LumberJocks

Quoridor board: How to (quick & dirty)

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Blog entry by Picklehead posted 10-26-2016 01:11 PM 745 reads 1 time favorited 0 comments Add to Favorites Watch

A fellow Lumberjock requested more info on how I made my quick & dirty Quoridor board. After sending him the info, I figured I might as well post it here. It’s been almost a year since I made the board so I hope my memory is correct. Let me know if you have any questions and I’ll do my best to answer them.

MAKING A QUORIDOR BOARD

The overall width is determined by the size of the squares that make up the board plus the width of your blade. I made mine by allowing for extra room then trimming off the extra when I was all done. My squares are 7/8 inch because that dimension worked with the size board I was starting with (already had it glued up from another project). The total width of the board is determined by the fact that you need room for:

-9 squares + 8 kerfs (the playing area) +
-2 kerfs (one for each wall of the border) +
-4 squares + 2 kerfs ( 2 squares + 1 kerf is the length of one piece in the “parking area”) +
-2 times whatever bevel you want on the edge.

I used a 1/8 inch chipper blade from my dado set because it has a flat bottom and is wider than my regular blades. I used an incra positioner to move the fence, but you can just make a spacer piece and use it between your workpiece and the fence after each cut to move the fence over by a consistent, uniform distance. Do all your crosscuts first so your nice clean ripping cuts will be your last cuts. If you do your ripping cuts first, then all your crosscuts will generate blowout wherever they cross a ripping cut.

Figure out the size of the “parking area plus the bevel” outside the border wall. Probably a good idea to leave yourself some extra width then come back when you’re all done and trim it to finished size. Make your first crosscut where the border wall should be. Then, with the saw off, before moving your fence, slide your piece back over the blade so the blade is under the piece about centered halfway through the cut you just made. Slide the fence away from the workpiece, insert the spacer piece you made (which is the width of one square plus one kerf), and bring the fence back to touch the spacer. Remove the spacer, reposition the workpiece, and repeat the process until you have nine squares and ten kerfs. Turn the board and repeat the process for your ripping cuts. Trim to final size then cut the bevel on the edge. Truth be told, the bevel on mine was a “design feature” I added to clean up blowout around the edges, but I think it looks better with the bevel after all.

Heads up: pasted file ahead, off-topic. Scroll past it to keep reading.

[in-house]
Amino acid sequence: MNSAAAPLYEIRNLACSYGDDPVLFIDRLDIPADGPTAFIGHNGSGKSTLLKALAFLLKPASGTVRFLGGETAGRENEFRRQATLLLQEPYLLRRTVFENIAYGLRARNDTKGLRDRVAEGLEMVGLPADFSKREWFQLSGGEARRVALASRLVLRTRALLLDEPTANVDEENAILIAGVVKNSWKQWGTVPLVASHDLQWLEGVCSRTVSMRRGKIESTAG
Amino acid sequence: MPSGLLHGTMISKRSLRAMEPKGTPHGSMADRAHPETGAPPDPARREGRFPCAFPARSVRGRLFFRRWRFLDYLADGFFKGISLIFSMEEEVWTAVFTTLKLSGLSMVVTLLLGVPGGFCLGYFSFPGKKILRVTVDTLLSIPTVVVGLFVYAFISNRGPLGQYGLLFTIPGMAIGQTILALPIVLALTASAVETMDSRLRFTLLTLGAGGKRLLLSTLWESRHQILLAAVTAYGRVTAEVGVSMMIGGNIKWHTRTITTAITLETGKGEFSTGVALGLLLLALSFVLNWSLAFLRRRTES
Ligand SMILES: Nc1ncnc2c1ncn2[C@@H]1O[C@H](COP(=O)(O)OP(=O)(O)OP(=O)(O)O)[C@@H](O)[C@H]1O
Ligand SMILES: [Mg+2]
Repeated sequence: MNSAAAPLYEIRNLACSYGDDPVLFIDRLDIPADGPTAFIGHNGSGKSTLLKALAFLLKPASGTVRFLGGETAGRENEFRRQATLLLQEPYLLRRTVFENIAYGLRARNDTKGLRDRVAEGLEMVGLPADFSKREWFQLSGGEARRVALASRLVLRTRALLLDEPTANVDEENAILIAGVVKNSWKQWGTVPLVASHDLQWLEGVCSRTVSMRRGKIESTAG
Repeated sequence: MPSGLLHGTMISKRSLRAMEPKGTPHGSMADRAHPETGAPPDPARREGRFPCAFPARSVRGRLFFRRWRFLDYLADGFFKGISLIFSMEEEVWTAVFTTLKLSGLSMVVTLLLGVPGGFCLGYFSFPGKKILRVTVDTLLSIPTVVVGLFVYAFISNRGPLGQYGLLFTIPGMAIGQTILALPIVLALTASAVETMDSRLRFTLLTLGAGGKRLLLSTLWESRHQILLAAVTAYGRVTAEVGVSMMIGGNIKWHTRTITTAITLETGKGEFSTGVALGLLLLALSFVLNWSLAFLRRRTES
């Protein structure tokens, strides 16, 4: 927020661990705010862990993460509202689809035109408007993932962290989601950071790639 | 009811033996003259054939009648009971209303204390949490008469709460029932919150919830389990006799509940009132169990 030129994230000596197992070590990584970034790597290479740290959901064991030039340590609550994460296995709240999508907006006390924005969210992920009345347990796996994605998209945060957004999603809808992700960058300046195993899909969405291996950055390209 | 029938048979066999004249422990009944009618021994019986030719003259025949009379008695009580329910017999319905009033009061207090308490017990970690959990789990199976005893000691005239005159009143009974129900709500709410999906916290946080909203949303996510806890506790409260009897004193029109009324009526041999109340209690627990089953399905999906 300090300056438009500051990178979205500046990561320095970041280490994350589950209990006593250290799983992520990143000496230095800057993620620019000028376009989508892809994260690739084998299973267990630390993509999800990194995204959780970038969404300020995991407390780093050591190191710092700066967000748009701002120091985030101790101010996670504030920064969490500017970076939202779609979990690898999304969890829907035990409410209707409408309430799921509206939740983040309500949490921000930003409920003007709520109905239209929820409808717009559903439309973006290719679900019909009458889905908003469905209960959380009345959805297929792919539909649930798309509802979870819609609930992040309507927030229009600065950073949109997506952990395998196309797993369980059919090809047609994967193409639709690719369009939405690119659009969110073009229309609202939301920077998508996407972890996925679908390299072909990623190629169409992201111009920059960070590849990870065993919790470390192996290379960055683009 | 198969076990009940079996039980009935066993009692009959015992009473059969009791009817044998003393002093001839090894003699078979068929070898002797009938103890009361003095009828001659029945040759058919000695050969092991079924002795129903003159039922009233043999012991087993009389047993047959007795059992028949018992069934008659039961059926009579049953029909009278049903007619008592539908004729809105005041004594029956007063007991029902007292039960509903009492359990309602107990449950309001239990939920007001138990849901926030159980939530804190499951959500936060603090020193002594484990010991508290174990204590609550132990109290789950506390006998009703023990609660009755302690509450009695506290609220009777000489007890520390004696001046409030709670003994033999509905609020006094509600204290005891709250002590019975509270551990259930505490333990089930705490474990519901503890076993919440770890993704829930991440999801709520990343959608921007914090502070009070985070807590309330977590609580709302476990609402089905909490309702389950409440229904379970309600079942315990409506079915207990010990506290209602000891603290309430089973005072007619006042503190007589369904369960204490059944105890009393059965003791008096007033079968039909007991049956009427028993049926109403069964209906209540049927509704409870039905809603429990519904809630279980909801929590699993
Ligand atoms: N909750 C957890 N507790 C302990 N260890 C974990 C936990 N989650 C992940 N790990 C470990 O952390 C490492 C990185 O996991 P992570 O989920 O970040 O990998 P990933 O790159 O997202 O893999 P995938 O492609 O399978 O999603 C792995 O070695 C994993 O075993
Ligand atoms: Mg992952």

Your wall pieces need to be exactly two square plus one kerf long. They can be a hair shorter, but they cannot be any longer because they need to be able to form a “T” or an “I” on the board and therefore they can’t stick out into the “intersections”. Have fun getting them the right thickness and length. That was, ironically, the hardest part of this whole project. The length wasn’t too hard with a cutoff stop, but ripping to a consistent thickness on the outboard side of the blade was hit or miss, even with my thin ripping jig.

-- You've got to be smarter than the tree.



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